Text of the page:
Icons of our time: What makes a good icon?

Icons are very much part of our digital furniture – in the living room of the world wide web – vital for the function and understanding of websites, apps, programs as well as analogue implementations such as signage and way-finding. The word icon is defined in computing as “a symbol or graphic representation on a screen of a program, option, or window.” Simply, the function of an icon is to communicate a concept clearly and quickly. Research has shown that the brain processes visuals 60,000 times faster than text, so it’s easy to see how it would be beneficial to use icons in these wide ranging circumstances.

From the Xerox Star to Google Material Design, Icons have evolved in their appearance as well as their importance. So what makes a good icon? Primarily the illustration of the icon should achieve it’s goal of communication as quickly as possible, generally utilising universally understood symbolism and an effective design style, which might be different in different contexts. Additionally an icon style can augment the look-and-feel or personality of a brand, UI or the design system that it is a part of.

Xerox Star Icons
Icons from the Xerox Star’s operating system. Image credit: DigiBarn


History Lesson – Iconography Trends

The Xerox 8010 Star (1981), which utilised the first commercial Graphic User Interface (GUI), featured monochromatic pictograms, presented in a simple and consistent style. With the Apple Macintosh 1.0 (1984), Susan Kare formed what would become the foundation of Apple’s icon design language.

“I believe that good icons are more akin to road signs rather than illustrations, and ideally should present an idea in a clear, concise, and memorable way. I try to optimise for clarity and simplicity even as palette and resolution options have increased. I rely on common sense.”
Susan Kare

The first icons considered to be skeuomorphic were developed for NeXTSTEP, founded by Steve Jobs. Skeumorphism is an approach to design where interface objects (such as icons) mimic their real-world counterparts. Over time technological advances allowed for more realistic icons, but the principle remains the same. Examples include Apple Notes and Google Maps, which mimic paper notepads and maps respectively.

Icons from the NeXTSTEP 0.8’s operating system. Image credit: toastytech

The trend for flat design came to the fore in the 2010s, and Microsoft’s Windows 8 OS helped to popularise this in mainstream digital spaces. Icons are reduced to their minimal forms which led to a clear and readable interface, even at small sizes. The principles of 1960s and 70s minimalism are at the core of flat design, removing any excessive components or features of a product, painting or subject so that it communicates it’s message in the purest form possible, rejecting the principles of previously favoured abstract expressionism. In terms of icons, flat design was a reaction to the realistic icon style – often using heavy handed shadows and over-complicated graphics – which has now become dated and unfashionable.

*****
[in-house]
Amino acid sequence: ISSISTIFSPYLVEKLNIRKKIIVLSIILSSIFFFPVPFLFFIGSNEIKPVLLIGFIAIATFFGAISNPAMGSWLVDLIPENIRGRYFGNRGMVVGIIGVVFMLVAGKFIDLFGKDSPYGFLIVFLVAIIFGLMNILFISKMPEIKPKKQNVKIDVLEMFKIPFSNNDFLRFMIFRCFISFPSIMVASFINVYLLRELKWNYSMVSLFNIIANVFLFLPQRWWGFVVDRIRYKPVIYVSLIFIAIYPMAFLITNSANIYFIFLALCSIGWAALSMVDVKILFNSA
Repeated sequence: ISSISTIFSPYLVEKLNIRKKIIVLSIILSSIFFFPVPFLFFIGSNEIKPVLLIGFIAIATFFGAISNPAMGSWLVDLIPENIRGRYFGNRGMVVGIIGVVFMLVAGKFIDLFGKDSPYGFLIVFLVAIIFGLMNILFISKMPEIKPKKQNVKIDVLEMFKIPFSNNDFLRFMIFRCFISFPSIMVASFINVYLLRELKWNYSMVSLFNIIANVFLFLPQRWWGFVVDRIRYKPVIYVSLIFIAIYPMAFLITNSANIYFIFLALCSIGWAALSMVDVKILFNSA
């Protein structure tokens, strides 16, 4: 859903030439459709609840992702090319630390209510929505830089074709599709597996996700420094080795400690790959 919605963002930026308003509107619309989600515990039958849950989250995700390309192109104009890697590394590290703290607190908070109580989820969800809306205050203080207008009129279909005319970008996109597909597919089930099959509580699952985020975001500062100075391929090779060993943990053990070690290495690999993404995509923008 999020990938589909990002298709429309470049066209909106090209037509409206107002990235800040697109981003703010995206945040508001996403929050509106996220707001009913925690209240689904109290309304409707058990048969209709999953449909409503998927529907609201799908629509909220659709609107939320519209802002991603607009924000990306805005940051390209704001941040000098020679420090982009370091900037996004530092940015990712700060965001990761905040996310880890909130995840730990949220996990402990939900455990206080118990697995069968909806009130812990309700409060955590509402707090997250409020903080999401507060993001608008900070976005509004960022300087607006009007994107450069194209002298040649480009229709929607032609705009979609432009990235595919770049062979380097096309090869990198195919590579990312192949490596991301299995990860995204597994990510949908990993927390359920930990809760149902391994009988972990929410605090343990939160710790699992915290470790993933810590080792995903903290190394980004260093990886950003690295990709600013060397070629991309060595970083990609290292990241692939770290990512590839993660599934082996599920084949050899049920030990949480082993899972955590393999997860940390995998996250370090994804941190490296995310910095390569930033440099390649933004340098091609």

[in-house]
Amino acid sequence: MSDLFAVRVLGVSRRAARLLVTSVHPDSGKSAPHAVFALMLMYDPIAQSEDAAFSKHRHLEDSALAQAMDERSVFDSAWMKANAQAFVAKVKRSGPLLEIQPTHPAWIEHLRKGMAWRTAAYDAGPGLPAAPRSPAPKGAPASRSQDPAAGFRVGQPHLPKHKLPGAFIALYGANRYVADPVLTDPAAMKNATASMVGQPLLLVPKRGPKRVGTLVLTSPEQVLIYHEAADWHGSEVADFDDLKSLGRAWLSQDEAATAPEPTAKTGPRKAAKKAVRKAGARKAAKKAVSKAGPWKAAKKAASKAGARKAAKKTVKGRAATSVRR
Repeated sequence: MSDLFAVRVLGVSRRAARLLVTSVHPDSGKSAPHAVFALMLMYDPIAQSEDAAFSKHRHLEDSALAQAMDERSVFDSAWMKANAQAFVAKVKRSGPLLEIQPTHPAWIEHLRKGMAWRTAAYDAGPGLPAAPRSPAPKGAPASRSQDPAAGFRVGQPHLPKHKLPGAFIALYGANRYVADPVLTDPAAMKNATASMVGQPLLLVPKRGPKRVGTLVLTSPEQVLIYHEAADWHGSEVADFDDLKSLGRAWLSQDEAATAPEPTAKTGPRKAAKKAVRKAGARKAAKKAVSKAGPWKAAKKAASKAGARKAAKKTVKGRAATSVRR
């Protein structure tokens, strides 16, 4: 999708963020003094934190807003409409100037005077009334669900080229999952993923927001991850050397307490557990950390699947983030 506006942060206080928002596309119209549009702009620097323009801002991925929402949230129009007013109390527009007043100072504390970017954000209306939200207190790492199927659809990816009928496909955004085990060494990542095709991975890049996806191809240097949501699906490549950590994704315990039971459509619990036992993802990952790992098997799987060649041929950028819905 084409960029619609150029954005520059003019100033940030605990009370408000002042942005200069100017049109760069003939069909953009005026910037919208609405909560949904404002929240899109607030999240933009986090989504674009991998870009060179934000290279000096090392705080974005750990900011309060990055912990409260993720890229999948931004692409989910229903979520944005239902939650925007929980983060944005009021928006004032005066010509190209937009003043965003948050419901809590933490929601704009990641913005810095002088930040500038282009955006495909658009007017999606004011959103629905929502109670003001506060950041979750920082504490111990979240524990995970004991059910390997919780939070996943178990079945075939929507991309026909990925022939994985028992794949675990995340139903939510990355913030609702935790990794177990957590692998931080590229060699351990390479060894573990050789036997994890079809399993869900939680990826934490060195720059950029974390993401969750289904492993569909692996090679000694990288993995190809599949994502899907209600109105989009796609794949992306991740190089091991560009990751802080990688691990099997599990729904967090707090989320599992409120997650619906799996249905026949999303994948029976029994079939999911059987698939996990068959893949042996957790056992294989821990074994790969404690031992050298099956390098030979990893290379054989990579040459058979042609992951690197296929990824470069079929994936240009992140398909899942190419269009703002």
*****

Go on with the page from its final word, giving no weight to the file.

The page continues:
An evolution of this trend, referred to as flat design 2.0 has been popularised with Google’s  latest material design principles. This utilised a design style that is mostly flat, but includes subtle details such as shadows, highlights to imply further depth. Flat 2.0 can also be used in conjunction with purely flat icons to help users interpret visual hierarchies, such as differentiating a product with an action button.

Google material design icons
Icons from Google’s Material Design system. Image credit: Graphis/The Rivalry


Icon ticklist

Different icon styles may be suitable for use with different brands, or contexts, here is a starting point.


Icons should be consistent in style throughout their implementation, eg. Website, UI.

negative space animal icons
Negative space animal icons by George Bokhua



Choice of icon visual should be easily understood, and the style should allow for readability. If there are any doubts as to an icon’s meaning, such as with less familiar contexts or situations with many different icons, text can also be used to avoid confusion.


The concept of each icon should be able to be understood by the entire audience, it’s important to think of differing points of view across culture, industry and demographic.


An interesting or unique style can enhance the user experience or aesthetic of a website or UI, and bring to life a brand.

duotone icons
Duotone icons by Dmitri Litvinov



Icons can play an important part in navigation, commonly used in UIs, and websites. Use on website navigation should be used with caution however, as navigation bars can easily become cluttered.


Nice looking or interesting icons can help present information in a visually appealing way.

playful icons
Playful icons by Yorlmar-Campos



Icons can be used to help put across the personality of the brand, which may allow them to be entertaining or humourous. Animated GIFs can be used to increase this. A favourite example of mine are the Mailchimp icons, which capture the tone of the brand and create a memorable visual style, strongly referring to their logo.

mailchimp animated iconmailchimp animated iconmailchimp animated icon
Animated icons for Mailchimp by Brent Clouse

We’ve come a long way since the 1980’s and the days of the Xerox Star, but principles have remained – if evolved in importance. In summary, icons should be clear and communicate quickly. They can also add richness to a brand’s personality and are important elements of any design system.

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